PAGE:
PUBLIC JOURNALIST #1
AFTER 13 YEARS in radio, Amy Goodman can't help but speed up at the end of each hour of Democracy Now!, and the effect is still a bit endearing. She quickens her pace mostly to squeeze in all the phone numbers and Web sites she routinely gives out at the end of the show. See, this isn't an ordinary feel-good gabfest of the airwaves: When was the last time NPR's Linda Wertheimer gave out Amnesty International's e-mail address or the White House phone number?
Launched to bring activist voices into the hallucinatory '96 campaign season, Democracy Now! and its anchor continue forward with a galvanizing formula: Present the issue, let those fighting on either side speak for themselves, then tell listeners how they can get involved. Leave the polite academic exchanges to National Purse-strings Radio: This program would rather bring in angry Chicano strawberry pickers to punch it out with politicians. (The show airs weekdays from noon to 1 p.m. on KFAI, 90.3 FM in Minneapolis and 106.7 FM in St. Paul, with red-eye rebroadcasts at 5 a.m.)
Goodman, who will speak in the Twin Cities this weekend (see below), is a journalist of rare intelligence and courage. Her show's irritatingly cheeky sub-title, "The exception to the rulers," reflects the host's mixture of gall and commitment. As long-time colleague Alan Nairn says, "Amy's good at getting access to White House Press conferences, and when she asks questions, you feel these ripples go through the press crowd. Suddenly their little love-fest with this spokesman has been disturbed." When she was news director at WBAI in New York, Goodman covered the Zapatista peace talks and Aristide's return to Haiti. Goodman and Nairn were beaten by Indonesian soldiers during the notorious 1991 massacre of East Timorese protesters, and the two broke that story to the world. Both are still banned from Indonesia, though they've sneaked back in to East Timor under false names.
Speaking from her New York office, Goodman says she still thinks about the massacre every day and takes pains to emphasize U.S. culpability; Clinton continues to support the Suharto dictatorship, recently through the personage of the now-infamous James Riady. She was politicized at a young age by her father's efforts to desegregate schools in her Long Island, New York, community and professes no polite reservations about combining her activist and journalist hats. "As a journalist, I'm an activist for social change," she says flatly. "And I believe bringing out the voices of activists around the world is a critical part of the social-change process."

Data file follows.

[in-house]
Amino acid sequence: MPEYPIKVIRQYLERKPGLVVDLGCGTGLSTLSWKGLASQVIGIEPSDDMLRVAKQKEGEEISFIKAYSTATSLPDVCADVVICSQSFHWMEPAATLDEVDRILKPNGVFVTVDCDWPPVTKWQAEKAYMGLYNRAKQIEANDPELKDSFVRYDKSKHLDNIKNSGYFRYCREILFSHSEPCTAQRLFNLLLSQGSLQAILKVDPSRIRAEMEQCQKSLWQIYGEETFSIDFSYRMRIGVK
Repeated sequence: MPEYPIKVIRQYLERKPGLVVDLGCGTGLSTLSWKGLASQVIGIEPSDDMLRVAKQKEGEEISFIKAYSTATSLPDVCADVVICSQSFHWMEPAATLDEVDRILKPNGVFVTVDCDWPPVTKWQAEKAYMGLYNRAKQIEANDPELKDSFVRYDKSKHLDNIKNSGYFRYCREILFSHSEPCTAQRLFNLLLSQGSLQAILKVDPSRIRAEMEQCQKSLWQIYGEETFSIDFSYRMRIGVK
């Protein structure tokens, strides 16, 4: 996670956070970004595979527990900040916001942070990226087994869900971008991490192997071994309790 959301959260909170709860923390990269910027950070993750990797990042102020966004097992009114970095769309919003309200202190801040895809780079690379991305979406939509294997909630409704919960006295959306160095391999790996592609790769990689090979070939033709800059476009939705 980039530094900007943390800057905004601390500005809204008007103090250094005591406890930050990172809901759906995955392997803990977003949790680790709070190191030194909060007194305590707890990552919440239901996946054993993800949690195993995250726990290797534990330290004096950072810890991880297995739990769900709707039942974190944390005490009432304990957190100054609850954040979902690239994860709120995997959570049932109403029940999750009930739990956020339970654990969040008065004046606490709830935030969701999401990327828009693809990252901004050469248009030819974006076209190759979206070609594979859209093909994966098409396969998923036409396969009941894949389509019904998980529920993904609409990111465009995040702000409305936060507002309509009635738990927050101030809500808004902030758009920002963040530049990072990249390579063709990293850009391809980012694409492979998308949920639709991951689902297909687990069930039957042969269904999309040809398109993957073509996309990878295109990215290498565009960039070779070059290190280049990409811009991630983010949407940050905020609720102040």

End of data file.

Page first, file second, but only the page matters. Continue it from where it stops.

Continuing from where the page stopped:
Facilitating the social-change process might not cut it in the cushy confines of the Washington press corps--and Goodman can own pride in that--but the show's take on editorial balance is equally startling to behold; Goodman points to Tuesday's segment about the Global Exchange report on Nike's labor rights abuses in Asia. In the kind of debate that's rare elsewhere but commonplace on Democracy Now!, Global Exchange's Medea Benjamin squared-off with a Nike senior spokesperson. "We like to bring the voice of grassroots activists and also provide a forum for them to speak to power," says Goodman. "So often on these Washington talk shows, you have a Democrat versus a Republican. That's such a narrow part of the spectrum."
Her commitment to airing suppressed voices led to broadcasting commentaries by death row inmate Mumia Abu-Jamal earlier this year. "We're not entertainers," she says of the decision. "We're reporters. And it's our responsibility to go to places that are not usually covered, that are difficult for the public to get to--to go to where the silence is and say something."
In a political culture where lazy reporting begets lazy thinking (and lazy politics), the no-bullshit journalism Goodman brings to radio is not only vital but (sorry, Amy) entertaining.
Goodman is the keynote speaker at the "Making Connections: Democracy Now!" conference this Saturday, October 4 at Augsberg College. Call Women Against Military Madness, 827-5364 for information.
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